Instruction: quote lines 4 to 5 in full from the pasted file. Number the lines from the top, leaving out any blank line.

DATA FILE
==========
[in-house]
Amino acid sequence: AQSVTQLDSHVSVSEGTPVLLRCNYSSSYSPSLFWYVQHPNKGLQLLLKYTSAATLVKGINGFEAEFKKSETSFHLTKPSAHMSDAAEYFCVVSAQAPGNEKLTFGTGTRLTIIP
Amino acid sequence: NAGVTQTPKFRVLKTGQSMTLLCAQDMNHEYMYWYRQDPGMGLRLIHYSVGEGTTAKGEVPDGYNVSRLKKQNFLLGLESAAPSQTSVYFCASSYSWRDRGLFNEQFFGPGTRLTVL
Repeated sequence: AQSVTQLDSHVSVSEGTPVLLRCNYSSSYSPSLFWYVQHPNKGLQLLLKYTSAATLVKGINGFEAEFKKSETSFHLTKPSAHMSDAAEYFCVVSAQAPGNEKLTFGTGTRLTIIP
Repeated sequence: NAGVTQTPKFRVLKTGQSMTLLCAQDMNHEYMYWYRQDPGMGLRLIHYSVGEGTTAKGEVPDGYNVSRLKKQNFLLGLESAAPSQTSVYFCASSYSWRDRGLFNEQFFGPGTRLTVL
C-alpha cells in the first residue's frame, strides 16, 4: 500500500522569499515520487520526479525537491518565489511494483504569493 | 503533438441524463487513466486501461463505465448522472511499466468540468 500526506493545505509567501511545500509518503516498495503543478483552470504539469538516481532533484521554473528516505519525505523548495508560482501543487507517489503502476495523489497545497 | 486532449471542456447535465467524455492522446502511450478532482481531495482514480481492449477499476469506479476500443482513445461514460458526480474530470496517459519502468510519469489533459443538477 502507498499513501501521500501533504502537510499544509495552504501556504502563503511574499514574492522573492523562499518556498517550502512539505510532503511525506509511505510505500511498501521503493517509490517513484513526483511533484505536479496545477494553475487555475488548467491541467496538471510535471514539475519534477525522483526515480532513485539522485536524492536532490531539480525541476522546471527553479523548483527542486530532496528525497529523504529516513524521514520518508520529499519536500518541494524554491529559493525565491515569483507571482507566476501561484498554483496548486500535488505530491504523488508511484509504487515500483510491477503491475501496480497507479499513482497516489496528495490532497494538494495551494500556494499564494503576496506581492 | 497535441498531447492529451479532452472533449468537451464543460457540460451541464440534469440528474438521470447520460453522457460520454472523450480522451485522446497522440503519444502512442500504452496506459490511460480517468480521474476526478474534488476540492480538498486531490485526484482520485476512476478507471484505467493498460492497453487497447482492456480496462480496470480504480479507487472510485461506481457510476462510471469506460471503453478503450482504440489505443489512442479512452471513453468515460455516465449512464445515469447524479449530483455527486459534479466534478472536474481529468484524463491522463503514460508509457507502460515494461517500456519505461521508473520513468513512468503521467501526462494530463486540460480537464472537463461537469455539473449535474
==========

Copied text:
Repeated sequence: AQSVTQLDSHVSVSEGTPVLLRCNYSSSYSPSLFWYVQHPNKGLQLLLKYTSAATLVKGINGFEAEFKKSETSFHLTKPSAHMSDAAEYFCVVSAQAPGNEKLTFGTGTRLTIIP
Repeated sequence: NAGVTQTPKFRVLKTGQSMTLLCAQDMNHEYMYWYRQDPGMGLRLIHYSVGEGTTAKGEVPDGYNVSRLKKQNFLLGLESAAPSQTSVYFCASSYSWRDRGLFNEQFFGPGTRLTVL